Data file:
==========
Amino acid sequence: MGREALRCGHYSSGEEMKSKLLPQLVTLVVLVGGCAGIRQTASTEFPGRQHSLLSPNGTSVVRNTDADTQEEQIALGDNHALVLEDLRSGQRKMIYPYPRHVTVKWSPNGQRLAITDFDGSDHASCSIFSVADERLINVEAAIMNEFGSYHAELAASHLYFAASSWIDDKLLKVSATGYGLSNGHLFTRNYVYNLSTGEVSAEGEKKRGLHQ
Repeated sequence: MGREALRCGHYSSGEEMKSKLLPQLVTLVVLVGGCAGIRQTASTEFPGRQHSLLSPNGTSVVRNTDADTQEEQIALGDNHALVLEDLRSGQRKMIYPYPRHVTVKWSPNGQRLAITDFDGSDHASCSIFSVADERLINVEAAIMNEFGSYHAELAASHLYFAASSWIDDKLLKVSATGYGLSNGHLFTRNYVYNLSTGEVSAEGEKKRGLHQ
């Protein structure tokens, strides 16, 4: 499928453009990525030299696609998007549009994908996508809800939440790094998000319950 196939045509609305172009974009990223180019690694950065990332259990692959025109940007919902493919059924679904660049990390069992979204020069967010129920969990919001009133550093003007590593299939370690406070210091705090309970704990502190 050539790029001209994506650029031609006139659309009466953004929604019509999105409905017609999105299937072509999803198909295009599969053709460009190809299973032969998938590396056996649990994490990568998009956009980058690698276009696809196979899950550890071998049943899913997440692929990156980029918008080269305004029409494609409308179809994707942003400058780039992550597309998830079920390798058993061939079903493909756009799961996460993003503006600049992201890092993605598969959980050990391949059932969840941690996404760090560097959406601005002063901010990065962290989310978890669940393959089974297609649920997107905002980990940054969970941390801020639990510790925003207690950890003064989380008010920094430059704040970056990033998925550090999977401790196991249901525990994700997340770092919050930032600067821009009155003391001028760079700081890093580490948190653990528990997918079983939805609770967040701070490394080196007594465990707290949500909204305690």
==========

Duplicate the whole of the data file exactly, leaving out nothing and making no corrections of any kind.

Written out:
Amino acid sequence: MGREALRCGHYSSGEEMKSKLLPQLVTLVVLVGGCAGIRQTASTEFPGRQHSLLSPNGTSVVRNTDADTQEEQIALGDNHALVLEDLRSGQRKMIYPYPRHVTVKWSPNGQRLAITDFDGSDHASCSIFSVADERLINVEAAIMNEFGSYHAELAASHLYFAASSWIDDKLLKVSATGYGLSNGHLFTRNYVYNLSTGEVSAEGEKKRGLHQ
Repeated sequence: MGREALRCGHYSSGEEMKSKLLPQLVTLVVLVGGCAGIRQTASTEFPGRQHSLLSPNGTSVVRNTDADTQEEQIALGDNHALVLEDLRSGQRKMIYPYPRHVTVKWSPNGQRLAITDFDGSDHASCSIFSVADERLINVEAAIMNEFGSYHAELAASHLYFAASSWIDDKLLKVSATGYGLSNGHLFTRNYVYNLSTGEVSAEGEKKRGLHQ
């Protein structure tokens, strides 16, 4: 499928453009990525030299696609998007549009994908996508809800939440790094998000319950 196939045509609305172009974009990223180019690694950065990332259990692959025109940007919902493919059924679904660049990390069992979204020069967010129920969990919001009133550093003007590593299939370690406070210091705090309970704990502190 050539790029001209994506650029031609006139659309009466953004929604019509999105409905017609999105299937072509999803198909295009599969053709460009190809299973032969998938590396056996649990994490990568998009956009980058690698276009696809196979899950550890071998049943899913997440692929990156980029918008080269305004029409494609409308179809994707942003400058780039992550597309998830079920390798058993061939079903493909756009799961996460993003503006600049992201890092993605598969959980050990391949059932969840941690996404760090560097959406601005002063901010990065962290989310978890669940393959089974297609649920997107905002980990940054969970941390801020639990510790925003207690950890003064989380008010920094430059704040970056990033998925550090999977401790196991249901525990994700997340770092919050930032600067821009009155003391001028760079700081890093580490948190653990528990997918079983939805609770967040701070490394080196007594465990707290949500909204305690």